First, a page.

What it boils down to is this – it’s up to you to get hold of your mind, control it, quieten it, God does the rest. The years of struggle are simply to control the mind. The rest is waiting in peace and confidence for him to act.
There is a gap between our intellectual understanding of the Lord and our experience. We accept that he is present within us before experiencing that he is. To realize his presence is a life-long quest towards which all our actions must be directed. Following the advice of Baba Jaimal Singh to Maharaj Sawan Singh as given in Spiritual Letters, every single activity we undertake can be done with the Master in mind. Putting this into practice, we should try to think of the Master before we begin any action, perhaps by repeating our simran, and then thank him afterwards for giving us the opportunity. In this way, our daily activities unite us with God just as our prayers unite us with him during meditation. As the months and years pass by, we become more aware of the inner Master. We feel his guiding hand and begin to trust in him like a child holding the hand of his father. Our fears disappear and a beautiful inner peace envelops our whole life. As Nancy Mayorga writes of her meditation in The Hunger of the Soul:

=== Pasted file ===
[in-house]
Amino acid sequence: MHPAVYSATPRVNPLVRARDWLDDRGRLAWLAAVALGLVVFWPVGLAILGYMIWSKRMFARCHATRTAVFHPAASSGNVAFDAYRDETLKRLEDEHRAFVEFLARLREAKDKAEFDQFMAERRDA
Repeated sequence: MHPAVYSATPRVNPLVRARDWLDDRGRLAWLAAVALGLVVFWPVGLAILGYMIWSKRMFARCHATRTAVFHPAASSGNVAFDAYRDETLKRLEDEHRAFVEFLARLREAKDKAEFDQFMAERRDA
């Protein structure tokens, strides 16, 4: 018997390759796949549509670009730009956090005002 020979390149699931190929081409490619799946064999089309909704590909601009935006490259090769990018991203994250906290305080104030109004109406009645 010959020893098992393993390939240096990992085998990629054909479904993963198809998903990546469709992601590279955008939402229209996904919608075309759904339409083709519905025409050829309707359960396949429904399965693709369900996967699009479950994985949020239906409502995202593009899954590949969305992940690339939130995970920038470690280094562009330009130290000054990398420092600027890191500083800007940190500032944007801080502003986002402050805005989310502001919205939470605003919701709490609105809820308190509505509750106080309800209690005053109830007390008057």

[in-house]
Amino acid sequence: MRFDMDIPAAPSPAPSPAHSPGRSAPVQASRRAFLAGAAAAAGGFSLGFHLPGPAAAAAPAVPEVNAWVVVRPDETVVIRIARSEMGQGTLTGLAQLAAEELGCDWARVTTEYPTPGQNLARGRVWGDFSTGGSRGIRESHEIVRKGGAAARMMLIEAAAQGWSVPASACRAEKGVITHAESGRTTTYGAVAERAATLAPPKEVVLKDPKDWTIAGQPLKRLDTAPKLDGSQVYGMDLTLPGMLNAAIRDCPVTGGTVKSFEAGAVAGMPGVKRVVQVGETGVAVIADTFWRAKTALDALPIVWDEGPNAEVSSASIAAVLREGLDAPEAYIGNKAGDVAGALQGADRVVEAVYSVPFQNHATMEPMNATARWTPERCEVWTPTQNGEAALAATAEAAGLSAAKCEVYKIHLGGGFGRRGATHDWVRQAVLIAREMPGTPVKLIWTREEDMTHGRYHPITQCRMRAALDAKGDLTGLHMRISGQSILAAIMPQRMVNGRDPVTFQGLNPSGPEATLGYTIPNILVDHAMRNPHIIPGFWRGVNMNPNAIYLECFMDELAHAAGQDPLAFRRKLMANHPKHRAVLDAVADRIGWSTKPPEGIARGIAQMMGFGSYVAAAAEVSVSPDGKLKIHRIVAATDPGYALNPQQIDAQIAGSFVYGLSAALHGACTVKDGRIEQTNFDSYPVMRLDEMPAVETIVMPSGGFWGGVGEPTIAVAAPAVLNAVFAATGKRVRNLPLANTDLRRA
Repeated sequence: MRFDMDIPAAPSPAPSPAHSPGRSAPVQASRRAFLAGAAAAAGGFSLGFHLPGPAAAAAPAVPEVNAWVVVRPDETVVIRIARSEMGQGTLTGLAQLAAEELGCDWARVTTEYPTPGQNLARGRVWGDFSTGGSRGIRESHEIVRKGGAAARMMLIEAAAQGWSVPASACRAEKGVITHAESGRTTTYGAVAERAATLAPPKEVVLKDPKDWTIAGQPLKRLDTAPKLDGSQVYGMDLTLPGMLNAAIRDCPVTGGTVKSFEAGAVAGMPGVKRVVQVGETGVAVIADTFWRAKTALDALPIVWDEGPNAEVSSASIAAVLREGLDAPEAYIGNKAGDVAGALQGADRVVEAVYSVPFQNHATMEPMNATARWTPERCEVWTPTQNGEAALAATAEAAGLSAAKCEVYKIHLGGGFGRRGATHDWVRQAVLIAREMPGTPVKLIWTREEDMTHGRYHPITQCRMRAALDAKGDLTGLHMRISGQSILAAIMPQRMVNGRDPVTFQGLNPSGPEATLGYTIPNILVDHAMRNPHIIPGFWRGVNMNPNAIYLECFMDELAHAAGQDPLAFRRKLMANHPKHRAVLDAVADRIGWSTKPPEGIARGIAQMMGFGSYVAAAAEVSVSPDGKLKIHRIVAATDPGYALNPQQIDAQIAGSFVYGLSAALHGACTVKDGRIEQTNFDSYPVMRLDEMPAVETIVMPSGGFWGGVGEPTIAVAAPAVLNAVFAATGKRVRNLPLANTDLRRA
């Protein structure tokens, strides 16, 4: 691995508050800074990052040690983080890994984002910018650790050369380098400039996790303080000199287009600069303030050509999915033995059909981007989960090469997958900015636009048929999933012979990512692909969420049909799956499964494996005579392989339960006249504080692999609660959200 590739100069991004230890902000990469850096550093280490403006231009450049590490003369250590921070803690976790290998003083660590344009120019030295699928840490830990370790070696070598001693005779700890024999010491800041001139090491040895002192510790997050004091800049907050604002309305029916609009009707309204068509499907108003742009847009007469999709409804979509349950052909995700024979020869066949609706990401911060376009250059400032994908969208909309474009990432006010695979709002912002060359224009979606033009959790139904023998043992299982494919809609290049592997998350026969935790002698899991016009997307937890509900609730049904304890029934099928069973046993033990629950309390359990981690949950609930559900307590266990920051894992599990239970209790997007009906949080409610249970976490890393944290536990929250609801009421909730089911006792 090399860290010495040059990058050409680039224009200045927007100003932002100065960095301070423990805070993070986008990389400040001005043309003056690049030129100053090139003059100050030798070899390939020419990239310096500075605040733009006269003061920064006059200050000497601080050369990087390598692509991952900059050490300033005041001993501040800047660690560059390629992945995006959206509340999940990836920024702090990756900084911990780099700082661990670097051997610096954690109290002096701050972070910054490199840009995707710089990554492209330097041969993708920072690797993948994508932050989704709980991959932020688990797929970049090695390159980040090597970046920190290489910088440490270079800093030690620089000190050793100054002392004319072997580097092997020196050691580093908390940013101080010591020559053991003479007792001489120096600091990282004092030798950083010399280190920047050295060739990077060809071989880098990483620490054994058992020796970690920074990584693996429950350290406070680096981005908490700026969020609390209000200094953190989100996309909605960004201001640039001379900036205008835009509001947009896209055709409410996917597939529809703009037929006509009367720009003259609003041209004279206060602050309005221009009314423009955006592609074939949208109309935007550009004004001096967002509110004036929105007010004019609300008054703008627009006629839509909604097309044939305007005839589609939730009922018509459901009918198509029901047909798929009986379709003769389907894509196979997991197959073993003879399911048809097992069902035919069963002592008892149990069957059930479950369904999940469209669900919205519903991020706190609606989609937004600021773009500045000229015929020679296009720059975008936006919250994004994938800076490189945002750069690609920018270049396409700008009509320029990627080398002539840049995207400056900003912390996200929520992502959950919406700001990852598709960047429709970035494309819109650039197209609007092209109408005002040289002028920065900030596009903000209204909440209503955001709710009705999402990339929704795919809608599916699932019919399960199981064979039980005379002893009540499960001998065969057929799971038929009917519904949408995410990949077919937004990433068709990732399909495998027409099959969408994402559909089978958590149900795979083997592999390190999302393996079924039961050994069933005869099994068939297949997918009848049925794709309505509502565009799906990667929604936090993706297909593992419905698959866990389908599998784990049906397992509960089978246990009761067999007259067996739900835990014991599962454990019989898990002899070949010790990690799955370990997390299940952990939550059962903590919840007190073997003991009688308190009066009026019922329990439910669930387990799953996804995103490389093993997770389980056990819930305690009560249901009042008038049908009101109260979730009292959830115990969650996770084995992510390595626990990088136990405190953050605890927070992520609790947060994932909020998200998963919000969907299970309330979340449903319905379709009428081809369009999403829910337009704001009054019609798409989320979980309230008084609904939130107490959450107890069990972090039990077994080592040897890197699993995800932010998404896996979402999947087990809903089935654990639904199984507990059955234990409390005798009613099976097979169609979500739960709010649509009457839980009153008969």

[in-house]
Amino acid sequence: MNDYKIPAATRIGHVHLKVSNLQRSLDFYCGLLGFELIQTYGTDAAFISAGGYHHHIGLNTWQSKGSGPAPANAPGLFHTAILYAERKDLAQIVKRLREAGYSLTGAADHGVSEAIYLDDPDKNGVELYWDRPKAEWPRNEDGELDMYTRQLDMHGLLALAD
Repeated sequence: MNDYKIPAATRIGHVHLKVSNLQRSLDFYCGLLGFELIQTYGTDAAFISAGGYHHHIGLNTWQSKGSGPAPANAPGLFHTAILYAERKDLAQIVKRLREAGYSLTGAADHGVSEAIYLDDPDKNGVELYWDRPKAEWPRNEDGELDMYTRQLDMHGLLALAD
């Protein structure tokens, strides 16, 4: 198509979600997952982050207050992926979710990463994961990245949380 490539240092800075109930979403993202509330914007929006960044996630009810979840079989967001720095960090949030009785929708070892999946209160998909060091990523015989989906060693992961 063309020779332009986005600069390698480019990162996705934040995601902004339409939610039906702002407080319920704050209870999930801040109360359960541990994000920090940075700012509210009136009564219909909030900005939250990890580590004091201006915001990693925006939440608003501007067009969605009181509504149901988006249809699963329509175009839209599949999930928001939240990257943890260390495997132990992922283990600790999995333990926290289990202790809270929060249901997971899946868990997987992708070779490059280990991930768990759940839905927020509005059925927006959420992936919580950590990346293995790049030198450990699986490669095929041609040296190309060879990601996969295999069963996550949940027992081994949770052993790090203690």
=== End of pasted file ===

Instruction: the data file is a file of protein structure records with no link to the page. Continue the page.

I was taken deeper and deeper until I realized that God is a beginningless, bottomless spring of bliss and the only thing that can reach infinitely down into that bliss is OM. [i.e., the primordial sound] And then I realized that that very spring is within me, and I began to shake and tremble with joy of it!